Social media continues to affect USD 266 students


Justice Mannie and Trey Murphy

The students in the USD 266 districts have started to create anonymous Instagram accounts showing bad parking, kids sleeping in class, people’s feet, and many other things.

It started becoming noticeable when a student from Maize High created an account on the bad parking at the schools.

The account focused on both Maize and Maize South parking at the school. The account didn’t just point out the student’s parking jobs, it also showed some of the teacher’s parking. 

There was a tremendous amount of students and teachers responding to the actions posted on these accounts. 

Multiple accounts were created, for example, “maizehigh_sleepers”, “maizehigh_shoes”, etc.

 At the beginning of this trend, it was unproblematic, but then some of the accounts started to create issues. 

“Well, I think some of them can be considered fun and funny, but I think some of them have gotten out of control and to the point where bullying and harassment are taking place and so to generalize them, I feel like they are not good for the overall well-being of kids,” Maize High principal Chris Botts said. 

These accounts are made to be funny, but they can be harmful and offensive to the victims of them.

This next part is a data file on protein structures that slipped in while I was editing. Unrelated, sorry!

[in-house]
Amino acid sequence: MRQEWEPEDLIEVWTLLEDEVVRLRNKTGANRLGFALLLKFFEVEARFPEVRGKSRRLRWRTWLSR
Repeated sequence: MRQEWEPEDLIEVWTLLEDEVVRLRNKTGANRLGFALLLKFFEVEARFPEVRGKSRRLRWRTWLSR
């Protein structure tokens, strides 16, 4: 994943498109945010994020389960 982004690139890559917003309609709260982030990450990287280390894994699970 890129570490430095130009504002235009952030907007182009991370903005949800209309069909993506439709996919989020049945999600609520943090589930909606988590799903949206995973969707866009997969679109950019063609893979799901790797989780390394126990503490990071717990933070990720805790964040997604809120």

Students are embarrassed by the things getting posted of them and this shouldn’t be allowed without the consent of the people.

“I hate that it is affecting our students, but it’s something we can’t control, ” Maize High assistant principal Morgan Marsh said. “We want them to be safe, but we can’t stop people from having their phone and taking a picture without your knowledge and then posting it somewhere that we don’t have control over,” Marsh explains. 

These accounts have been a problem in both of the schools. Maize South has had to deal with the same occurring issues as Maize High. Some of the accounts even include both of the school’s students and teachers. Some of the accounts started to get racist. Examples are, “usd266_blackies” and “usd266_beaners”. Those two accounts are racist and affect many of the maize minority groups. 

“I feel disappointed and sad that that’s still a problem with my generation,” South student Delaney Michel said. “I feel that a joke is a joke, but it’s easy to go too far. I can only imagine how hurt they would feel. Some might laugh along, but the damage goes beyond just a point.”

Another student from Maize South explains her opinion on the Instagram accounts. 

“I feel like some of them are funny, but others can take them the wrong way and they might not be spreading positivity throughout the school,” said junior Amelia Valarezo.